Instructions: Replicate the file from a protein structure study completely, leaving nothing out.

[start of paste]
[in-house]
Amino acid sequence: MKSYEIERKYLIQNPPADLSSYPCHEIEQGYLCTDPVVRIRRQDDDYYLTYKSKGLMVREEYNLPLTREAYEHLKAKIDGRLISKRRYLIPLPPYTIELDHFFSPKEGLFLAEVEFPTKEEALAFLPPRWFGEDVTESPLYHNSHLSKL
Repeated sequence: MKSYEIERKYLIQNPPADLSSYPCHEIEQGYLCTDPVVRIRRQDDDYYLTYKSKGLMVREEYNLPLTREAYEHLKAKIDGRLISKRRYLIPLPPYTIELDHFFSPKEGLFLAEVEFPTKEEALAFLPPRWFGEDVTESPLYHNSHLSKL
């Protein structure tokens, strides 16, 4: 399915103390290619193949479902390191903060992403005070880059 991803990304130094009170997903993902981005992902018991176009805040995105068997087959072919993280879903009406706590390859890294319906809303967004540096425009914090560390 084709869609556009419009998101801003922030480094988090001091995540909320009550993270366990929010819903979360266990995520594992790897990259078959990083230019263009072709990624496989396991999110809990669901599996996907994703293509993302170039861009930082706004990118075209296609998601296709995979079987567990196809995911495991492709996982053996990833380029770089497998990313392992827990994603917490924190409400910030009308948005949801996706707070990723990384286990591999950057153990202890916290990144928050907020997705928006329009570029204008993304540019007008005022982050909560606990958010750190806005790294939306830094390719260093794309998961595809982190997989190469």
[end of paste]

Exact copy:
[in-house]
Amino acid sequence: MKSYEIERKYLIQNPPADLSSYPCHEIEQGYLCTDPVVRIRRQDDDYYLTYKSKGLMVREEYNLPLTREAYEHLKAKIDGRLISKRRYLIPLPPYTIELDHFFSPKEGLFLAEVEFPTKEEALAFLPPRWFGEDVTESPLYHNSHLSKL
Repeated sequence: MKSYEIERKYLIQNPPADLSSYPCHEIEQGYLCTDPVVRIRRQDDDYYLTYKSKGLMVREEYNLPLTREAYEHLKAKIDGRLISKRRYLIPLPPYTIELDHFFSPKEGLFLAEVEFPTKEEALAFLPPRWFGEDVTESPLYHNSHLSKL
């Protein structure tokens, strides 16, 4: 399915103390290619193949479902390191903060992403005070880059 991803990304130094009170997903993902981005992902018991176009805040995105068997087959072919993280879903009406706590390859890294319906809303967004540096425009914090560390 084709869609556009419009998101801003922030480094988090001091995540909320009550993270366990929010819903979360266990995520594992790897990259078959990083230019263009072709990624496989396991999110809990669901599996996907994703293509993302170039861009930082706004990118075209296609998601296709995979079987567990196809995911495991492709996982053996990833380029770089497998990313392992827990994603917490924190409400910030009308948005949801996706707070990723990384286990591999950057153990202890916290990144928050907020997705928006329009570029204008993304540019007008005022982050909560606990958010750190806005790294939306830094390719260093794309998961595809982190997989190469």